As the sport becomes a growing phenomenon in South Africa, even among kids, here’s what a young novice rider needs to know ahead of their first race …
Mountain biking (MTB) is not plain sailing – braving tough terrain on a narrow mountainous trail requires great skill and perseverance to reach the finish line. Cycling coach, Morné Bester and owner of Pro Cycling Coaching says determination, learning how to move around in a pack and proper nutrition are crucial during an MTB race. A professional cyclist and winner of the Cape Town Cycle Tour in 2000, his advice is sound.
Training is key
Bester says MTB racing is “tough on the body” and kids require “talent and fitness” to reach the finish line. “Without the will to do well, you won’t do well. Train regularly, eat well, be dedicated to the sport and you’ll succeed. It’s not an easy sport. It’s very strenuous, but riders learn as they race; that’s the best way build experience and to perform. Frequent racing and constant effort is what it takes. Any pro-rider will tell you that,” he says.
How to train
A rider’s training programme is essential; it should be rigorous and include a trio lineup. Bester says recovery and tempo rides are part of a rider’s training programme and during these sessions riders engage in slow and medium efforts on the bike, while hard-quality rides involve a “bigger and harder effort” and according to Botha is fast and rigorous riding. One day before a race, riders are advised to engage in recovery rides to prepare the body optimally. Rest is imperative and in the lead-up to a big race, at least one rest day should be included in the week before.
Ben Puddu, Head of MTB at Paul Roos Gymnasium says, “It’s all about good balance. Our MTB team at Paul Roos Gymnasium comprises at least 40 riders in the Spur School MTB League and we advise kids to incorporate one day of rest in their five-day training programme,” he says.
According to Bester, during training experts should focus much of their attention on “learning how to move within the group and staying ahead” through frequent training and knowing their bodies. “Structure those training sessions well. Riders need to know what to do and when to do it to help them perform. But be careful not to do too much at a time, that can set you off-course. The only way you’ll know your body is through training,” Bester says.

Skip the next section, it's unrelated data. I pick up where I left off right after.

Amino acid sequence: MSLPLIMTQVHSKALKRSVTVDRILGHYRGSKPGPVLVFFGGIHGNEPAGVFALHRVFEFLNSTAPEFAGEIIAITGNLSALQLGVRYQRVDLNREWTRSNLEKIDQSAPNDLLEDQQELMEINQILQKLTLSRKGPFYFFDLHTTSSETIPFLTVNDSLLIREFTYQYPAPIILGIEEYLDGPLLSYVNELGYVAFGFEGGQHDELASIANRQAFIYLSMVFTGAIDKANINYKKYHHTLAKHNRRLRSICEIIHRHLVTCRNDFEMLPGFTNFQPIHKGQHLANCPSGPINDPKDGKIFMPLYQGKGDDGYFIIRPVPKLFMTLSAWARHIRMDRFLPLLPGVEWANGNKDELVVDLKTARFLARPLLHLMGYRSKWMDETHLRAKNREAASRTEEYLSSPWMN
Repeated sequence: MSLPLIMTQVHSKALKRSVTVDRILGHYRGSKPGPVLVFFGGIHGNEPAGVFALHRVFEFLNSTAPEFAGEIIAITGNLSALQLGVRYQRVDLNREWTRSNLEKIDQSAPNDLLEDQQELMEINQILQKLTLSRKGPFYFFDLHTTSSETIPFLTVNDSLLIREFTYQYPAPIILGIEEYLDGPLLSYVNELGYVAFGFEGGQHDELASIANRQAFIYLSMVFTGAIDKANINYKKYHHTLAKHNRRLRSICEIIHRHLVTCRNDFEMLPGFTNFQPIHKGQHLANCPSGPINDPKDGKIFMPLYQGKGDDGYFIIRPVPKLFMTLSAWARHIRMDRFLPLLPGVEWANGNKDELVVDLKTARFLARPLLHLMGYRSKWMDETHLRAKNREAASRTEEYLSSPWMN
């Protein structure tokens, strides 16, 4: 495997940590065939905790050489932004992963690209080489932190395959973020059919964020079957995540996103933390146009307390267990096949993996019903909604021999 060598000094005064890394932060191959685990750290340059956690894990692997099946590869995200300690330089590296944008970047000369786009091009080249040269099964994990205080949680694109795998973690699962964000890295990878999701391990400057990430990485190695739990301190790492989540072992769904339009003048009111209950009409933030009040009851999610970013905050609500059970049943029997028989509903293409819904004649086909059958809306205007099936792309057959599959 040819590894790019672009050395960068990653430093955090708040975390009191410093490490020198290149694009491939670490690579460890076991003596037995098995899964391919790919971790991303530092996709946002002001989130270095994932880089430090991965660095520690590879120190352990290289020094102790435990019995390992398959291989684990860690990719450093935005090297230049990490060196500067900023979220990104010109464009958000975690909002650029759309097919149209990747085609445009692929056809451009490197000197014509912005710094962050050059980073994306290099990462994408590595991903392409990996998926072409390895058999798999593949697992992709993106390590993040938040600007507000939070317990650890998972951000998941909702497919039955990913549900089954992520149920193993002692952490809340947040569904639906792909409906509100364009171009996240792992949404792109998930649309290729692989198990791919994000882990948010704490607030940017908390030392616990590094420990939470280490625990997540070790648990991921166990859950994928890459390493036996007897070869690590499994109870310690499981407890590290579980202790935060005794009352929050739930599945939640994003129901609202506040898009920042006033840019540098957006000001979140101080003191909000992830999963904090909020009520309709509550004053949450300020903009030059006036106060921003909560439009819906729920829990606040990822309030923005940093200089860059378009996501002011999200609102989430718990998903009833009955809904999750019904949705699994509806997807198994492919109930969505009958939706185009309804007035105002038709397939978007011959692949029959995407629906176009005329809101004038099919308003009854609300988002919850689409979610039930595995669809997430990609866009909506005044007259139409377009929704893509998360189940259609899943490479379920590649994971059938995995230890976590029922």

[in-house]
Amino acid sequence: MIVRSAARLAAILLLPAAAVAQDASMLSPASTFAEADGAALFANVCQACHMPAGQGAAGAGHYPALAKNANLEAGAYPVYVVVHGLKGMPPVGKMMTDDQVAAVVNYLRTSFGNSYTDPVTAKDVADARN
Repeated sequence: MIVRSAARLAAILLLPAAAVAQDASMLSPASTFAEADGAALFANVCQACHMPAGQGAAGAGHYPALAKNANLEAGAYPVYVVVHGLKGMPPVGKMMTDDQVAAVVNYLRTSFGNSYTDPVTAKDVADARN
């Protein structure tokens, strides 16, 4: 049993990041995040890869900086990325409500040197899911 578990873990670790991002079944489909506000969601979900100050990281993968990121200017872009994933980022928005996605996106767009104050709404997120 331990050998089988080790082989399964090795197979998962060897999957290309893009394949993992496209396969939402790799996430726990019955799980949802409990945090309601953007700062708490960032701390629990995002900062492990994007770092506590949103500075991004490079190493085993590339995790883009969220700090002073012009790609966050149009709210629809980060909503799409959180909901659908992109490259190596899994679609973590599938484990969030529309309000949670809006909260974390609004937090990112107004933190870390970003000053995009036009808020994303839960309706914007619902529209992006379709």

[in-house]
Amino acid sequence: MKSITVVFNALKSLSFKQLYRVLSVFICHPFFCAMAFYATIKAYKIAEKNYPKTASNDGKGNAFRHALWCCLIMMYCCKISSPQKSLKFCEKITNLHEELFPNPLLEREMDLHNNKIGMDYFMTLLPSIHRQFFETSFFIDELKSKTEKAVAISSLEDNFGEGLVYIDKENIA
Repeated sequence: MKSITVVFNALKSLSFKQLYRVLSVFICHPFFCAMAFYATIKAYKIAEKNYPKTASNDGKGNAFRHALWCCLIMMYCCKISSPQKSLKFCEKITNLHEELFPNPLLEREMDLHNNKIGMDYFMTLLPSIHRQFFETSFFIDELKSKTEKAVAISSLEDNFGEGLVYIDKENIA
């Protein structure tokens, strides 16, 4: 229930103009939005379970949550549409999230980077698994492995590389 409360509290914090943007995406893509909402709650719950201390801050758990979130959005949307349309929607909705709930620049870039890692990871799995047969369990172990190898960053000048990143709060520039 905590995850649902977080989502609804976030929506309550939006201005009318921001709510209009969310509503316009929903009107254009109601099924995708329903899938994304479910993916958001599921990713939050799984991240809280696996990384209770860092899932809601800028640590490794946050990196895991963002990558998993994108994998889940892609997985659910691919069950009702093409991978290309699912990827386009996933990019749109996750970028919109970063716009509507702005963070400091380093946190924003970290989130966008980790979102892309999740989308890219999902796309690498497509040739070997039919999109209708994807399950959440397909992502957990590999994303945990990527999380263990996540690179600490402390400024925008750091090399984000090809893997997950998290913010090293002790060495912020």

What makes a difference?
Henning van Wyk, owner of Pedalworx, a Somerset West bike shop, says the bike makes a huge difference. “A rider’s equipment is very important. A good quality bike will determine how smooth the race will be. And the helmet and riding shoes will ensure maximum comfort and protection on race day, which riders need in order to reach the finish line successfully,” he says.
The Spur Schools MTB League
Spur Steak Ranches and Ama Rider launched the Spur Schools Mountain Bike League in 2009, as an initiative to provide regional and national structure in the sport at school level. It also aims to stimulate event planning in the many regions where the sport is not active at school level. The league is about introducing more learners to bikes and encouraging South African schools to adopt mountain biking as an official sport. With these simple aims the Spur Schools Mountain Bike League has built a strong cross-country racing format, with four events taking place in each province between May and September. The League is the biggest high school cycling programme in South Africa and the largest feeder system for mountain biking in the country. Visit Spur Schools MTB League to find out what events are on the cards or how to enter, and get League school results here.
Source and image: Positive Dialogue